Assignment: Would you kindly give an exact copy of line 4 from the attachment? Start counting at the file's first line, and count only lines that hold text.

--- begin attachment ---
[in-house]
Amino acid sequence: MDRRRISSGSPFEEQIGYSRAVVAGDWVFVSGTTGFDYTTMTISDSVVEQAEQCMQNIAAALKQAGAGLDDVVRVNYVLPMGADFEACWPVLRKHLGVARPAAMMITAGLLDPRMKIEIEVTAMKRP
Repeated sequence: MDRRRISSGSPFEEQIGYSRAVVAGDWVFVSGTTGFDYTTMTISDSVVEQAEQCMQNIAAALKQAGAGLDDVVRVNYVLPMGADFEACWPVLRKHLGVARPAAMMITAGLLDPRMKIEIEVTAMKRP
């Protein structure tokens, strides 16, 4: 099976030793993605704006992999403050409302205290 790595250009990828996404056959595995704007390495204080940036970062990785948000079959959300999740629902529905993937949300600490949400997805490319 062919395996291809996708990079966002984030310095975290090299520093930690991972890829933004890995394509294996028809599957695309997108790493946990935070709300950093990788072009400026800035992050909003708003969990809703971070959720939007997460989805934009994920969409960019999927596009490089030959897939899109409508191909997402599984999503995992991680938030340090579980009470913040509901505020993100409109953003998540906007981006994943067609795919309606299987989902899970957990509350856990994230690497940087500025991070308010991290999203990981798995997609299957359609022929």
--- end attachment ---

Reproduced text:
């Protein structure tokens, strides 16, 4: 099976030793993605704006992999403050409302205290 790595250009990828996404056959595995704007390495204080940036970062990785948000079959959300999740629902529905993937949300600490949400997805490319 062919395996291809996708990079966002984030310095975290090299520093930690991972890829933004890995394509294996028809599957695309997108790493946990935070709300950093990788072009400026800035992050909003708003969990809703971070959720939007997460989805934009994920969409960019999927596009490089030959897939899109409508191909997402599984999503995992991680938030340090579980009470913040509901505020993100409109953003998540906007981006994943067609795919309606299987989902899970957990509350856990994230690497940087500025991070308010991290999203990981798995997609299957359609022929």